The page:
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Volume XI, Number 64

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Proposed Federal Minimum Wage Raise and its Effect on Retailers

During his 2020 campaign, now President Biden promised to raise the federal minimum wage to $15 an hour, something progressives have long been proposing.  The Democratic-held House of Representatives introduced and passed the Raise the Wage Act in 2019, but the bill never reached a vote in the then-GOP controlled Senate.

Currently, the federal minimum wage is $7.25 an hour and has not been raised by Congress since 2009.  The Raise the Wage Act, reintroduced to Congress on January 26, 2021, proposes incrementally raising the federal minimum wage until it reaches $15 an hour by 2025.  Proponents of raising the federal minimum wage argue that the wage increase will significantly boost earnings of many Americans with minimal adverse impact on employers and businesses. The recently confirmed Treasury Secretary Janet Yellen told Congress at her confirmation hearing that the minimum wage increase would have a minimal impact on job loss, if any.  However, a 2019 report from the Congressional Budget Office (CBO) theorized that a minimum wage hike could cost 1.3 million Americans their jobs while also noting a pay boost for 17 million low-income workers.

Currently, 29 states and the District of Columbia have minimum wages above the federal minimum wage of $7.25 per hour. Several states, including California, Massachusetts, and Florida, have already passed legislation to reach a $15 minimum wage over the next several years.  What does a higher minimum wage, whether at the state or federal level, mean for retailers? Nearly 23% of minimum wage earners work in retail, with another 37% working in the hospitality industry.  Some large retailers, including Amazon and Target, have already raised their employees’ starting wages to $15 an hour.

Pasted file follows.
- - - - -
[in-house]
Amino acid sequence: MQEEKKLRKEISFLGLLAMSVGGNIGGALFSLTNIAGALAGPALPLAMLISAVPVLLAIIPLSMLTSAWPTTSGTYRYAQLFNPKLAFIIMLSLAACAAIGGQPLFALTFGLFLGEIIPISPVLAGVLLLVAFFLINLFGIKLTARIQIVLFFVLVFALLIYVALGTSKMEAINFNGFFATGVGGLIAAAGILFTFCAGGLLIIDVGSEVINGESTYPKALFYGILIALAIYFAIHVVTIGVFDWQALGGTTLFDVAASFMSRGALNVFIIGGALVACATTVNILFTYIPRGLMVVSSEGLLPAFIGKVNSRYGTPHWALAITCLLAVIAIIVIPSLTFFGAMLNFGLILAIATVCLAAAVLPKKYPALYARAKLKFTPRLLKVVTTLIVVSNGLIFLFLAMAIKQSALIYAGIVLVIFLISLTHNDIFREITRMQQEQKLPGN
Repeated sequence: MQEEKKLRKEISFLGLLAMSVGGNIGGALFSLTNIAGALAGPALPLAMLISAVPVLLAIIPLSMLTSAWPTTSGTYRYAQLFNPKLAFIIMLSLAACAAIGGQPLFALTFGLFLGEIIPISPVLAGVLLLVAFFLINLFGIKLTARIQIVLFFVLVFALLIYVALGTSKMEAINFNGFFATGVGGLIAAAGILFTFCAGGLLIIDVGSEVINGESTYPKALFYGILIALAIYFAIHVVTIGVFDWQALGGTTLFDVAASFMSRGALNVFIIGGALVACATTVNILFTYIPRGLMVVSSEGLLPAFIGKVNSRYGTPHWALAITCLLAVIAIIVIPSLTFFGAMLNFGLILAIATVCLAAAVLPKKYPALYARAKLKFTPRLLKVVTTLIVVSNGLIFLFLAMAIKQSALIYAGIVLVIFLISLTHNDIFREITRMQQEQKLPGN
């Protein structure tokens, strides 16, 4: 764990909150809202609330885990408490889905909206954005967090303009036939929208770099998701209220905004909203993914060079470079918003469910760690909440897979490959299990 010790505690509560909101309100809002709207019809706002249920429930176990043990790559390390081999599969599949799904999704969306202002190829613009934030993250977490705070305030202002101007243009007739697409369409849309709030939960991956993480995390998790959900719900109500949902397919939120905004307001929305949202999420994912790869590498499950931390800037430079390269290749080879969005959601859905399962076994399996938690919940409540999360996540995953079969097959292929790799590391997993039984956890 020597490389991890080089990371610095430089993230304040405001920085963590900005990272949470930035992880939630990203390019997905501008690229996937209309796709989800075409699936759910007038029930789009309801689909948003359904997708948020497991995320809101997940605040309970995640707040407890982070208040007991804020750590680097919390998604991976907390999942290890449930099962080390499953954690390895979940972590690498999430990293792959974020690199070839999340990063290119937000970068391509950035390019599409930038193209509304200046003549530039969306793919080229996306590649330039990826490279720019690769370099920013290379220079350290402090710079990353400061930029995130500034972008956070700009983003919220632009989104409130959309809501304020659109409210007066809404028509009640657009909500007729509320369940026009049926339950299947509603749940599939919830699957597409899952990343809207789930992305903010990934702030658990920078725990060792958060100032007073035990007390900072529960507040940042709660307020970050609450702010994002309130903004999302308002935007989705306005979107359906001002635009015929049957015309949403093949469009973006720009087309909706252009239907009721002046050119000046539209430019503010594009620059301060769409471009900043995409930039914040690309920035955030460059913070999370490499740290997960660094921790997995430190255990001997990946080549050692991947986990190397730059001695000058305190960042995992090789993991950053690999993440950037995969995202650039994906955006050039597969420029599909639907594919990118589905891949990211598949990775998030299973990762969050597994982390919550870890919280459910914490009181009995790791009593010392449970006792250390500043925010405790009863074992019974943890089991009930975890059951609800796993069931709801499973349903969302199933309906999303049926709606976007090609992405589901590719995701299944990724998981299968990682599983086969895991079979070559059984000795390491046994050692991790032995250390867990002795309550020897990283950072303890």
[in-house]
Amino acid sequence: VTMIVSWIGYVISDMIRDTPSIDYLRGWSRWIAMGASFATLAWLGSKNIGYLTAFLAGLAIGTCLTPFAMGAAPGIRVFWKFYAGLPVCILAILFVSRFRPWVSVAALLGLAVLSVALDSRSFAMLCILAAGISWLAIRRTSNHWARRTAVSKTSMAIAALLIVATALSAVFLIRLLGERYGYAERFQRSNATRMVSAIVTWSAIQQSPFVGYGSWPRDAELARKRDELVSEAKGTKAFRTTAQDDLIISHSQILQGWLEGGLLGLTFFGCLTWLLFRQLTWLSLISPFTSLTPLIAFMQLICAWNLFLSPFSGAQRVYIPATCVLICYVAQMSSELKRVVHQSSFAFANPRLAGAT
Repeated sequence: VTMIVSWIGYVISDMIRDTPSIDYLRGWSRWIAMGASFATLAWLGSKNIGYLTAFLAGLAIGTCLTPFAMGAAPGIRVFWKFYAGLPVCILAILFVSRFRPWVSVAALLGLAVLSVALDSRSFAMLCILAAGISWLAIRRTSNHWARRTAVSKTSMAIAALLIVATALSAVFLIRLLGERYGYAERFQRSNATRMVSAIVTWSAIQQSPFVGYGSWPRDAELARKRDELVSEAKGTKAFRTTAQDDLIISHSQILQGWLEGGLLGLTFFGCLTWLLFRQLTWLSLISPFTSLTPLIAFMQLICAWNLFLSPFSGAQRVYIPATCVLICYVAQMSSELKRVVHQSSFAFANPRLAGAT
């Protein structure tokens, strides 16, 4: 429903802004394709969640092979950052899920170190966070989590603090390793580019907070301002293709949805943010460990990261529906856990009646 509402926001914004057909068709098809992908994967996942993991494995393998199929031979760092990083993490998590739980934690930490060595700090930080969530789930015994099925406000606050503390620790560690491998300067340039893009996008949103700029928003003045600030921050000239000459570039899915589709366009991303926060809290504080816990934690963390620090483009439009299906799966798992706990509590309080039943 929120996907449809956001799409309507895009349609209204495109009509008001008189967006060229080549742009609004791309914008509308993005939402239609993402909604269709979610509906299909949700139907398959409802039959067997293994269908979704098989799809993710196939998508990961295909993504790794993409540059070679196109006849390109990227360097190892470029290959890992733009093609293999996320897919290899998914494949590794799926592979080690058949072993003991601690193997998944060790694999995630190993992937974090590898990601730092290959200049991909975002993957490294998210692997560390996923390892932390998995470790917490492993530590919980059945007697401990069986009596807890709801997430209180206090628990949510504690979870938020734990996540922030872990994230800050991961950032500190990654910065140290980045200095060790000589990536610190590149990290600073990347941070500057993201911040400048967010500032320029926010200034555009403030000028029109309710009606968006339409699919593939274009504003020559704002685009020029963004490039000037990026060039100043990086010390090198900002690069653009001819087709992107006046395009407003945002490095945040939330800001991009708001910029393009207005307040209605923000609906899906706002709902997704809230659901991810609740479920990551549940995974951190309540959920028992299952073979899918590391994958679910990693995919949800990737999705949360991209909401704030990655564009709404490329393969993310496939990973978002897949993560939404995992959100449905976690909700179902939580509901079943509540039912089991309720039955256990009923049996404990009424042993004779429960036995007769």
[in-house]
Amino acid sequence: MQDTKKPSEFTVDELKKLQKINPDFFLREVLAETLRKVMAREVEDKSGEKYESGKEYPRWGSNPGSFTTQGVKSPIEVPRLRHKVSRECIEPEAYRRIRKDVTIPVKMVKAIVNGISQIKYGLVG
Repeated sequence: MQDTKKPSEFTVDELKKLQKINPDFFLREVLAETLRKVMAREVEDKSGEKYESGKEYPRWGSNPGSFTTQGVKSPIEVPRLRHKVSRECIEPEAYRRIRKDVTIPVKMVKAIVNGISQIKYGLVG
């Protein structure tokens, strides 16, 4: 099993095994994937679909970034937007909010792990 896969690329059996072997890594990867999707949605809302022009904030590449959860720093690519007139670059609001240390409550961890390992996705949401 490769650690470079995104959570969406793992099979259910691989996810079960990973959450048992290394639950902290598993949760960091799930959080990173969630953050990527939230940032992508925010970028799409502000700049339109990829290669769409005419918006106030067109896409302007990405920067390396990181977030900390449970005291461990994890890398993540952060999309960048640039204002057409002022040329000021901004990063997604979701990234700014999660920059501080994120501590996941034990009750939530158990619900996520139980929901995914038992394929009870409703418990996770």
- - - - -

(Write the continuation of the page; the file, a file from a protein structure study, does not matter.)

Some smaller businesses, as well as nationwide chains, believe a $15 minimum wage would be detrimental to their bottom line and cut into profits already weakened by the COVID-19 pandemic.  Critics of the wage raise argue that businesses and retailers will need to adjust paying their employees higher wages by hiring less workers or automating jobs (e.g., more self-checkout kiosks), which they argue will lead to job losses for American workers.  Another criticism of raising the minimum wage is that the average American consumer will pay higher prices for groceries and household goods.  However, others say that higher wages will allow retailers to retain higher quality employees, which they argue would in turn reduce overall costs associated with hiring and training new personnel. Additionally, a wage increase for millions of Americans would mean more spending money going back into the retail economy.

As initially proposed, the Raise the Wage Act of 2021 would need the support of all 50 Democratic senators plus at least ten Republican senators to pass through the Senate due to hurdles imposed by the “Byrd Rule.”  However, the CBO just recently indicated that because the Raise the Wage Act would have a sizeable impact on the budget, the Act could be passed through reconciliation, which would only require all 50 Democratic votes to pass. While the future of a federal $15 minimum wage remains unclear, retailers may need to start planning for the possibility of a $15 federal minimum wage and what it means for their business.

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Copyright © 2020, Hunton Andrews Kurth LLP. All Rights Reserved.National Law Review, Volume XI, Number 53
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About this Author

Jessica N. Vara Commercial Real Estate & Land Use Attorney Hunton Andrews Kurth Law Firm
Associate

Jessica’s practice focuses on commercial real estate, real estate development and land use law.

Jessica is an associate on the firm’s real estate development and finance team. Jessica’s practice focuses on zoning and land use regulation, local government law and commercial real estate transactions, including real estate finance, real estate development and leasing.

Jessica assists in the representation of property owners, investors and developers in matters involving the use of property. Jessica’s real estate experience...

202 955 1982
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